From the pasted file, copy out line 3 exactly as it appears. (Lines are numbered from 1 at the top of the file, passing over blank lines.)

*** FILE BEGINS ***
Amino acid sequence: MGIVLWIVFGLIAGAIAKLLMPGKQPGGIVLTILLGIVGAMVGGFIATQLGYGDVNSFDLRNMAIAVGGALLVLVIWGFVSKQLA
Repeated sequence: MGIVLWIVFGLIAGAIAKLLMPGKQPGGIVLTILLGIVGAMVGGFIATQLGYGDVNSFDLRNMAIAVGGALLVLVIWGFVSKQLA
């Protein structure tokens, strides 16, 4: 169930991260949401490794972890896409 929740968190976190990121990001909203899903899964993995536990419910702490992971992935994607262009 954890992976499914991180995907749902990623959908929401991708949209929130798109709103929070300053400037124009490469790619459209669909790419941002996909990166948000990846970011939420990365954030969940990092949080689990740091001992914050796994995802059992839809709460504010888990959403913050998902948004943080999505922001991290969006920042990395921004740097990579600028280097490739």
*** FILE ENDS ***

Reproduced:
């Protein structure tokens, strides 16, 4: 169930991260949401490794972890896409 929740968190976190990121990001909203899903899964993995536990419910702490992971992935994607262009 954890992976499914991180995907749902990623959908929401991708949209929130798109709103929070300053400037124009490469790619459209669909790419941002996909990166948000990846970011939420990365954030969940990092949080689990740091001992914050796994995802059992839809709460504010888990959403913050998902948004943080999505922001991290969006920042990395921004740097990579600028280097490739």